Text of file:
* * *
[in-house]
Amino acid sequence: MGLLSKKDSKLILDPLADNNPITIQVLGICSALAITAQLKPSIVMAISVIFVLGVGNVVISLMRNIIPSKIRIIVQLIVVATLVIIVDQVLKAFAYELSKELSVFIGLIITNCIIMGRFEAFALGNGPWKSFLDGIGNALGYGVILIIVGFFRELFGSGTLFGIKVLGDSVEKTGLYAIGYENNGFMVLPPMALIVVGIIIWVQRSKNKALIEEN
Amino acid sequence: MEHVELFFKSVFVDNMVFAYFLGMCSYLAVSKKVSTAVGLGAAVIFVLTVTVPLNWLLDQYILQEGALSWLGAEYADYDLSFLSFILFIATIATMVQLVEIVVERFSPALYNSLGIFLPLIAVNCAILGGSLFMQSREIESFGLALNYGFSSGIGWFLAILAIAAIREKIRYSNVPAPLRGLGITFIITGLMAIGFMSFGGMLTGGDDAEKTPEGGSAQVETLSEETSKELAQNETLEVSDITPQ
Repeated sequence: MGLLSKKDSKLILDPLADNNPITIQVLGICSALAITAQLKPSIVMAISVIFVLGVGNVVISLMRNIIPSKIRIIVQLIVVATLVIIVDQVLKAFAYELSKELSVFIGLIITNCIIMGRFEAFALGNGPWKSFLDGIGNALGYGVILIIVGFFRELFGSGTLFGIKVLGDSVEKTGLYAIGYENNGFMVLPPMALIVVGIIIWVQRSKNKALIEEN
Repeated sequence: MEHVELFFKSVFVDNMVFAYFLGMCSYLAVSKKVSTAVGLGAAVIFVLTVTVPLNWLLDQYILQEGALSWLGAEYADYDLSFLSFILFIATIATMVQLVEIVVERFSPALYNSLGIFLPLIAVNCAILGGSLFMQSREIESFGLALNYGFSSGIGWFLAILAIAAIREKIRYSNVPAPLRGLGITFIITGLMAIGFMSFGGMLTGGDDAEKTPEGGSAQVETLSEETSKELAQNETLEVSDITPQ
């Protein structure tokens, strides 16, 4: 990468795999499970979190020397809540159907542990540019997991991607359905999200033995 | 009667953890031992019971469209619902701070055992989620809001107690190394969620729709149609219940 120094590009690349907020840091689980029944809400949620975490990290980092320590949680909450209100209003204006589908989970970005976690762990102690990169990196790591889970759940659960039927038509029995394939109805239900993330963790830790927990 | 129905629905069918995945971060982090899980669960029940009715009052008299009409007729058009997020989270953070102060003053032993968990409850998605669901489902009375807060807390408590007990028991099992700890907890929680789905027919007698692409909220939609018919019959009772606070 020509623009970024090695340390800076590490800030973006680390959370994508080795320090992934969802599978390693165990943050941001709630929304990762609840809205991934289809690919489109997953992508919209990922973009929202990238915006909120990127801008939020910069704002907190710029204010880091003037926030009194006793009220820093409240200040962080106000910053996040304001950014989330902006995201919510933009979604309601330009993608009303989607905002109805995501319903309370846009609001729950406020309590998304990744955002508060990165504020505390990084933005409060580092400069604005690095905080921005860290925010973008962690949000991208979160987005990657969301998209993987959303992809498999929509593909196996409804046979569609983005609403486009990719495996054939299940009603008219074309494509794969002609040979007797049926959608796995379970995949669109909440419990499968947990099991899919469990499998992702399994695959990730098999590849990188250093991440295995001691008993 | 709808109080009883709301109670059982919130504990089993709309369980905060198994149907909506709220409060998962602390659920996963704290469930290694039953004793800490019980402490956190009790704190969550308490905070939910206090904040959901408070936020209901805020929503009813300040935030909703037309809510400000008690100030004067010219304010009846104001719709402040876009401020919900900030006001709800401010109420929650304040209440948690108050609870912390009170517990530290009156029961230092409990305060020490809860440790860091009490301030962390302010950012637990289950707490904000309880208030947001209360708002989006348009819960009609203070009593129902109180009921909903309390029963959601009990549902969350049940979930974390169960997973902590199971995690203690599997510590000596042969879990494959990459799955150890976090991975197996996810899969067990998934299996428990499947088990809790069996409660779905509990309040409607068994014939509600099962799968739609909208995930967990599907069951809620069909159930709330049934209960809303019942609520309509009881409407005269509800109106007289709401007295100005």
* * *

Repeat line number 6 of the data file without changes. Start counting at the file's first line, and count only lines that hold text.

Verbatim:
């Protein structure tokens, strides 16, 4: 990468795999499970979190020397809540159907542990540019997991991607359905999200033995 | 009667953890031992019971469209619902701070055992989620809001107690190394969620729709149609219940 120094590009690349907020840091689980029944809400949620975490990290980092320590949680909450209100209003204006589908989970970005976690762990102690990169990196790591889970759940659960039927038509029995394939109805239900993330963790830790927990 | 129905629905069918995945971060982090899980669960029940009715009052008299009409007729058009997020989270953070102060003053032993968990409850998605669901489902009375807060807390408590007990028991099992700890907890929680789905027919007698692409909220939609018919019959009772606070 020509623009970024090695340390800076590490800030973006680390959370994508080795320090992934969802599978390693165990943050941001709630929304990762609840809205991934289809690919489109997953992508919209990922973009929202990238915006909120990127801008939020910069704002907190710029204010880091003037926030009194006793009220820093409240200040962080106000910053996040304001950014989330902006995201919510933009979604309601330009993608009303989607905002109805995501319903309370846009609001729950406020309590998304990744955002508060990165504020505390990084933005409060580092400069604005690095905080921005860290925010973008962690949000991208979160987005990657969301998209993987959303992809498999929509593909196996409804046979569609983005609403486009990719495996054939299940009603008219074309494509794969002609040979007797049926959608796995379970995949669109909440419990499968947990099991899919469990499998992702399994695959990730098999590849990188250093991440295995001691008993 | 709808109080009883709301109670059982919130504990089993709309369980905060198994149907909506709220409060998962602390659920996963704290469930290694039953004793800490019980402490956190009790704190969550308490905070939910206090904040959901408070936020209901805020929503009813300040935030909703037309809510400000008690100030004067010219304010009846104001719709402040876009401020919900900030006001709800401010109420929650304040209440948690108050609870912390009170517990530290009156029961230092409990305060020490809860440790860091009490301030962390302010950012637990289950707490904000309880208030947001209360708002989006348009819960009609203070009593129902109180009921909903309390029963959601009990549902969350049940979930974390169960997973902590199971995690203690599997510590000596042969879990494959990459799955150890976090991975197996996810899969067990998934299996428990499947088990809790069996409660779905509990309040409607068994014939509600099962799968739609909208995930967990599907069951809620069909159930709330049934209960809303019942609520309509009881409407005269509800109106007289709401007295100005």